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The Balcony Boomer Antenna for 2 Meters
Add a reflector to your Balcony Buddy
Courtesy LD Blake, VE3VDC 3-07

See text for details

This antenna is an experimental combination of a 1/4 wave monopole and yagi style reflector.

The problems I was looking to solve are three fold...

  • First; using an omnidirectional antenna on an apartment building balcony results in a considerable amount of RF entering the building. This is a waste of signal as the building simply absorbs most of it. It also poses a health risk as RF exposure has been shown to cause problems for some people.

  • Second; I am surrounded on all sides by other hams and repeaters. If I used a strongly directional beam antenna I would surely lose contact with a couple on the back side of the building. Turning the beam their way is not an option since it would flood the building with even higher levels of RF than are present now.

  • Third; the balconies on this building aren't exactly antenna friendly. They are solid sheets of steel a meter tall with an angle iron hand rail about 20cms above that. The clearance between the handrail and the balcony above is a rather tight 140cms. Just barely enough room for a 2 meter half wave.

A lot of steel

I have tried half wave, jpole, loop, quad and other designs without much success. The biggest problem is that it's almost impossible to tune up an antenna with so much metal in it's near field. Second to that is the matter that all that metal is highly refelective, tending to send any signal originating from inside the balcony back into the building.

For some time I've solved the third problem by using a 1/4 wave monopole on my balcony railing. The first version was the Copper Ducky that has proven to be a very reliable performer. More recently I changed over to an aluminium rod design I call the Balcony Buddy which gives equivalent performance but is far easier to build.

The trusty monopole grounded to the railing seems to be the only one that will settle in and work decently. As a friend told me: "If it's in the way of your antenna, make it part of your antenna".

So highly directional beams are out because they would cut me off from local chatter. Omnis produce too much RF in the building. What to do?

Answer: a fixed position, somewhat directional antenna that will reduce RF in the building to safer levels without being so directional as to cut me off from local repeaters and hams.

So I started searching for antenna designs to fit my needs and finally ended up at a 2 element Yagi beam. The advantage of this design is that by changing the spacing between the driven element and the reflector we can also shape the radiation pattern somewhat. As the spacing increases the beam widens, closer spacing gives a narrower beam.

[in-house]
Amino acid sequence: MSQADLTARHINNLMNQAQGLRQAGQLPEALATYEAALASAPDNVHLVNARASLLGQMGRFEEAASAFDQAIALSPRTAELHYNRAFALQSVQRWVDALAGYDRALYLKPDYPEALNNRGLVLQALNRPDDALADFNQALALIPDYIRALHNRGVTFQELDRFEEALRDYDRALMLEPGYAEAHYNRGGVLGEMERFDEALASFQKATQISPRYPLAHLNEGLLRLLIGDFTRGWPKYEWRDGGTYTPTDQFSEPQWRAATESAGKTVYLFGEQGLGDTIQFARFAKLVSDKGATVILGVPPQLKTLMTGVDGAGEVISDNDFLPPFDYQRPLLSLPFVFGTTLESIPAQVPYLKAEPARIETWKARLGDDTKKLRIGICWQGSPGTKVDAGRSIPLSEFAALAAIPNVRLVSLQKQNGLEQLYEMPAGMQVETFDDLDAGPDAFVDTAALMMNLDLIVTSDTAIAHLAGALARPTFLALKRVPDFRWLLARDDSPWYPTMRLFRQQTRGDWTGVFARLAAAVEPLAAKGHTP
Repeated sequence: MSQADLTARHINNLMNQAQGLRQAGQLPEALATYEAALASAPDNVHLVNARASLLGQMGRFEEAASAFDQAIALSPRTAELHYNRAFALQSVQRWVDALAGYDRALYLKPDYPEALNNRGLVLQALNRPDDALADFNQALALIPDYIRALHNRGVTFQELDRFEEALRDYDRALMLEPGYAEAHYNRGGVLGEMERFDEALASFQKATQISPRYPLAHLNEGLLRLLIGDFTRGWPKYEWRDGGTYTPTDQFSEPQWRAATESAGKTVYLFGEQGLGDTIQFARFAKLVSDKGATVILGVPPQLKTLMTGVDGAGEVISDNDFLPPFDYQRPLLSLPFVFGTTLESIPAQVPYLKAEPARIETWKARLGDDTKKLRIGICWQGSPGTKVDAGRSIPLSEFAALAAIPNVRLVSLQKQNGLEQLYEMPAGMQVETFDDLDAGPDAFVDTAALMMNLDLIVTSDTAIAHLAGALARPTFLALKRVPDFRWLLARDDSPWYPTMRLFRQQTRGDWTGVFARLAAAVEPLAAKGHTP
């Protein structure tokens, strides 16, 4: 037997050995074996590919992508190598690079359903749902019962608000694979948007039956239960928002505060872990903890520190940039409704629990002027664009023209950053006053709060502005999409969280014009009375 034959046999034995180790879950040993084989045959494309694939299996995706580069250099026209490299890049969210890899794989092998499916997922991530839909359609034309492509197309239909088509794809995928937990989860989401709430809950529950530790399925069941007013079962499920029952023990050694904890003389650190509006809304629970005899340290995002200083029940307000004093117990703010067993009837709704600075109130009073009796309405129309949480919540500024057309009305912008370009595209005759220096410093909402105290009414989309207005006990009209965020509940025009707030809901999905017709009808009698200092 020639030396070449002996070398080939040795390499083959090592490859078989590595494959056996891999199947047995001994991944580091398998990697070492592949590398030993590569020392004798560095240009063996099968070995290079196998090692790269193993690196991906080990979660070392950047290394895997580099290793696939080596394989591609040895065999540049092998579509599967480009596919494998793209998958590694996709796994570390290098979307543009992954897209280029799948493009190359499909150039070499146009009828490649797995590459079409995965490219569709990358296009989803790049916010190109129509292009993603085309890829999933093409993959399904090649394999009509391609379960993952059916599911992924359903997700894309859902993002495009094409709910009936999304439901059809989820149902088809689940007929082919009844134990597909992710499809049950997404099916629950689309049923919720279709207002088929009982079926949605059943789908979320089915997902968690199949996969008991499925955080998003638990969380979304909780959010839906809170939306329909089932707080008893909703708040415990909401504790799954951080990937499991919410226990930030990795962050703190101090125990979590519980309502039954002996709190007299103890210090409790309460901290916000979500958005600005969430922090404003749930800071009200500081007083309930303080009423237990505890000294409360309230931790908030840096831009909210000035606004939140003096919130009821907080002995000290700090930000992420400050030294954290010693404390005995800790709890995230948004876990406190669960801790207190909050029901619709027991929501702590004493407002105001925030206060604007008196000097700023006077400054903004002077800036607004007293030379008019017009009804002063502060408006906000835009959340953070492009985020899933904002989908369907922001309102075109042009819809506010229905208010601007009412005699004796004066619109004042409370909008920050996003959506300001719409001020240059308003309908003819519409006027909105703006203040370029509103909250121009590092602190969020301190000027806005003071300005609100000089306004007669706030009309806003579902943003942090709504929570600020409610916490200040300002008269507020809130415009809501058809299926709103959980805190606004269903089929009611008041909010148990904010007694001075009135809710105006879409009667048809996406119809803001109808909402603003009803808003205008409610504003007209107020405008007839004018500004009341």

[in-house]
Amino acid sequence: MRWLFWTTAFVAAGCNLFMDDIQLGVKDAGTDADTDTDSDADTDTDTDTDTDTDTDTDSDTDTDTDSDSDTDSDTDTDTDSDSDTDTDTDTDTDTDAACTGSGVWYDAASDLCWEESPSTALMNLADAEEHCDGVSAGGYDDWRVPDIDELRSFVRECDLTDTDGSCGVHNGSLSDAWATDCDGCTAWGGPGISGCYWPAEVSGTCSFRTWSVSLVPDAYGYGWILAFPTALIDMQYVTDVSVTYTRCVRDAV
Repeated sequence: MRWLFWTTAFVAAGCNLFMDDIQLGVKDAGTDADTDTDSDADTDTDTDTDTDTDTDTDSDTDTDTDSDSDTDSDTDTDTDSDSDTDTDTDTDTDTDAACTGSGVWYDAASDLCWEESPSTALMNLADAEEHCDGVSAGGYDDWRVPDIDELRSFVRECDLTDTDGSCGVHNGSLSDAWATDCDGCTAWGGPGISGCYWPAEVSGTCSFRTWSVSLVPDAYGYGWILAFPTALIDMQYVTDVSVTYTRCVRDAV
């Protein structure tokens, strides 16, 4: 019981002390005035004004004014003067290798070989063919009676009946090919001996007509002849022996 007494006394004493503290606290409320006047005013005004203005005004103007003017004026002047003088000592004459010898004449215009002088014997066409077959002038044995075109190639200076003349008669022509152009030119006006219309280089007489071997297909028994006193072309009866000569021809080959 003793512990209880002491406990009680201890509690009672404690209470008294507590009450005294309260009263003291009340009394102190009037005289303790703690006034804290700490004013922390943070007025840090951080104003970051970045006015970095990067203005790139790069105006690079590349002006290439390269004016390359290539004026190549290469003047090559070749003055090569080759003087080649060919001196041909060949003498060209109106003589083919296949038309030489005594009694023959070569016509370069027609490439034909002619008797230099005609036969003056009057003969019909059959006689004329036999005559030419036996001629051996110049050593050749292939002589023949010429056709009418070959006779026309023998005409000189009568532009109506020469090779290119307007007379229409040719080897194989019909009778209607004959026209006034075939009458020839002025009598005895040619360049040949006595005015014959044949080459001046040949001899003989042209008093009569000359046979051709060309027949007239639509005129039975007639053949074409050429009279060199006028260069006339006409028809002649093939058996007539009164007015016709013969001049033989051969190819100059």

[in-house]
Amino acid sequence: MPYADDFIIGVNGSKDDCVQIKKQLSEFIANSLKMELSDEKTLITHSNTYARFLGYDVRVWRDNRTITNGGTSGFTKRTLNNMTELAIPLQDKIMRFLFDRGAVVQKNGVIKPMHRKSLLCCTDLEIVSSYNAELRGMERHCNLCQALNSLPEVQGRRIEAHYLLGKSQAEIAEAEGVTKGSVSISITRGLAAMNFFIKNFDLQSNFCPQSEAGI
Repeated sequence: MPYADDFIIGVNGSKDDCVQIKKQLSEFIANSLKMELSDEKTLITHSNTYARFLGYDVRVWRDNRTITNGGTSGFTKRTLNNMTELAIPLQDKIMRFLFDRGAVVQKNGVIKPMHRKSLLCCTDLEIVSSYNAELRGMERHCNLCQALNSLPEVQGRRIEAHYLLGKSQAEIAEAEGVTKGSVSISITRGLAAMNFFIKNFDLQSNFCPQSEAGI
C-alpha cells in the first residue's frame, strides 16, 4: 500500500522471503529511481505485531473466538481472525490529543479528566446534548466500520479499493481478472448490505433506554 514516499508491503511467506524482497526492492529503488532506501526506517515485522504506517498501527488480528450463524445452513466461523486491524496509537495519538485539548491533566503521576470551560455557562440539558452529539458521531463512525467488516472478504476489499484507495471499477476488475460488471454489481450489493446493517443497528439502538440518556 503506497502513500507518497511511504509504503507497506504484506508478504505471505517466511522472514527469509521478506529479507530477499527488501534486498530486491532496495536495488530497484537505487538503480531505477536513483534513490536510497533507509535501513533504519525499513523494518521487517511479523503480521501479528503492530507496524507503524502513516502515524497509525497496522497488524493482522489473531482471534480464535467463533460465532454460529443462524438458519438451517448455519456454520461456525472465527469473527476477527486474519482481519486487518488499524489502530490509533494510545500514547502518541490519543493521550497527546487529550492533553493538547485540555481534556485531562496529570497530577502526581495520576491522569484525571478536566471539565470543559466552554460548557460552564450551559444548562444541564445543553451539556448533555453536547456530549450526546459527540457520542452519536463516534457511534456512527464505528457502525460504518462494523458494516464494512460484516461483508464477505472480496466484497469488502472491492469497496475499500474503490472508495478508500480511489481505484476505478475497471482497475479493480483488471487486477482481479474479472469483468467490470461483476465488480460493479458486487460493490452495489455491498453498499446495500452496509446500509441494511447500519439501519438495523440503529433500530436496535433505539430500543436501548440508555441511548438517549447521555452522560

This is the radiation pattern for a 2 element Yagi antenna with a somewhat longer than usual element spacing...

2 element yagi

If we take the blue line as the balcony railing with the building being behind the beam (i.e. below it on the left image) we see a radiation pattern that, while not strongly directional will significantly reduce the RF levels in the building behind it. If we take the antenna's gain over a dipole into account a reduction of about 6db should be possible.

However; I'm not going to use a 2 meter yagi on this balcony. There just isn't enough clear space to tune it up and there's no way the landlord is going to let me hang it outside the balcony railing.

Still, it does suggest a rather interesting compromise: add a reflector to my existing 1/4 wave antenna. So I got busy and modelled my balcony and antenna.

This is the pattern for my monopole on the balcony, confirmed more or less by Field strength readings. It's not truly omnidirectional because of the influences of the balcony and building...

Monopole on balcony
Adding a reflector at .15 wavelength gave me this...
Monopole with reflector

The difference in patterns is surprising and this does seem to suggest that adding a reflector will accomplish my goals. Doing a little math this seems to be saying that I will reduce RF in the building by between 6 and 10 db over the omnidirectional antenna, depending on direction. As a bonus I will have about 6db of additional gain in my good direction.

This was encouraging, so, I decided it was worth a try.

Building the Reflector

Antennas and plumbing supplies seem to go hand in hand. The reflector is built using some common plumbing parts, a piece of aluminium tubing and a bunch of hose clamps.

Reflector parts

The parts are on the left. Included are 1/2" PVC "T" fittings, hose clamps, 1/2" PVC pipe, a length of 1/2" tempered aluminium tubing and plastic weather caps.

The first step is to cut the aluminium reflector. For 2 meters I chose 1.08 meters, which the modelling software indicated would give me the best front to back ratio or, in my case, the best reduction in RF entering the building.

The boom for the reflector is made of PVC plumbing pipe. This I cut long, because I wasn't sure of the spacing I'd end up with. After experimenting and trimming so there's not a big chunk sticking out over the balcony, it ended up 45cm long.

The second piece of PVC tubing was cut to 30cm to give me a way to clamp it to the balcony's vertical bar using hose clamps.

The "T" fittings have to be modified. You need a slip through fit for the PVC boom and for the aluminium reflector tube so your reflector assembly will be easily adjustable.